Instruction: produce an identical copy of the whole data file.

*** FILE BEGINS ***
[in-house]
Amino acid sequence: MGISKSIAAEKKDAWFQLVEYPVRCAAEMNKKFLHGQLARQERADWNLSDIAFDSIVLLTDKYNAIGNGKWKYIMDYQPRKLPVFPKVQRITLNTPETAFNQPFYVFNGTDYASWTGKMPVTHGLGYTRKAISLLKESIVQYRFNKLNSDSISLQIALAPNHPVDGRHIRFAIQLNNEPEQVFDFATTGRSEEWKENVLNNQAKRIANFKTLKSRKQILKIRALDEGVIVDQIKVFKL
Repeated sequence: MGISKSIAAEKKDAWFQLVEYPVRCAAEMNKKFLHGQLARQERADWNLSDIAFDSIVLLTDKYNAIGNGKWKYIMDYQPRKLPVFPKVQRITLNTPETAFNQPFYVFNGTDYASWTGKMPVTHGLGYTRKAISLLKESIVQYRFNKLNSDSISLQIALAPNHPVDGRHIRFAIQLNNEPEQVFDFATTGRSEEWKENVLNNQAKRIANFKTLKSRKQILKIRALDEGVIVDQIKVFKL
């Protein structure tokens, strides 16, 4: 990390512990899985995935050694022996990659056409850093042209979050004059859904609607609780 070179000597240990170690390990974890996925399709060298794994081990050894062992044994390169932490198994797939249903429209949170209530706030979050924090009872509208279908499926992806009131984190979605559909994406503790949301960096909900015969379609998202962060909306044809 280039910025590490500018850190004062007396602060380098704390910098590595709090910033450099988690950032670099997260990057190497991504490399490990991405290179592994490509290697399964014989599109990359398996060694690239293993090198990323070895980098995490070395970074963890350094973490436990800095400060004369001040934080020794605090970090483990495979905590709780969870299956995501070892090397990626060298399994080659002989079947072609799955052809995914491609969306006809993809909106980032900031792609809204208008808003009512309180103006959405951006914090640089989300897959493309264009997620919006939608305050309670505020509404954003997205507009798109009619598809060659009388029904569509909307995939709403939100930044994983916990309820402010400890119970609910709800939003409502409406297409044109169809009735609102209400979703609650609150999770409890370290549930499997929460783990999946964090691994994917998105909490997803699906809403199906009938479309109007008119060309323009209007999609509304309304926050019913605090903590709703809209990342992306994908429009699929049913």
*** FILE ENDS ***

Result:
[in-house]
Amino acid sequence: MGISKSIAAEKKDAWFQLVEYPVRCAAEMNKKFLHGQLARQERADWNLSDIAFDSIVLLTDKYNAIGNGKWKYIMDYQPRKLPVFPKVQRITLNTPETAFNQPFYVFNGTDYASWTGKMPVTHGLGYTRKAISLLKESIVQYRFNKLNSDSISLQIALAPNHPVDGRHIRFAIQLNNEPEQVFDFATTGRSEEWKENVLNNQAKRIANFKTLKSRKQILKIRALDEGVIVDQIKVFKL
Repeated sequence: MGISKSIAAEKKDAWFQLVEYPVRCAAEMNKKFLHGQLARQERADWNLSDIAFDSIVLLTDKYNAIGNGKWKYIMDYQPRKLPVFPKVQRITLNTPETAFNQPFYVFNGTDYASWTGKMPVTHGLGYTRKAISLLKESIVQYRFNKLNSDSISLQIALAPNHPVDGRHIRFAIQLNNEPEQVFDFATTGRSEEWKENVLNNQAKRIANFKTLKSRKQILKIRALDEGVIVDQIKVFKL
């Protein structure tokens, strides 16, 4: 990390512990899985995935050694022996990659056409850093042209979050004059859904609607609780 070179000597240990170690390990974890996925399709060298794994081990050894062992044994390169932490198994797939249903429209949170209530706030979050924090009872509208279908499926992806009131984190979605559909994406503790949301960096909900015969379609998202962060909306044809 280039910025590490500018850190004062007396602060380098704390910098590595709090910033450099988690950032670099997260990057190497991504490399490990991405290179592994490509290697399964014989599109990359398996060694690239293993090198990323070895980098995490070395970074963890350094973490436990800095400060004369001040934080020794605090970090483990495979905590709780969870299956995501070892090397990626060298399994080659002989079947072609799955052809995914491609969306006809993809909106980032900031792609809204208008808003009512309180103006959405951006914090640089989300897959493309264009997620919006939608305050309670505020509404954003997205507009798109009619598809060659009388029904569509909307995939709403939100930044994983916990309820402010400890119970609910709800939003409502409406297409044109169809009735609102209400979703609650609150999770409890370290549930499997929460783990999946964090691994994917998105909490997803699906809403199906009938479309109007008119060309323009209007999609509304309304926050019913605090903590709703809209990342992306994908429009699929049913």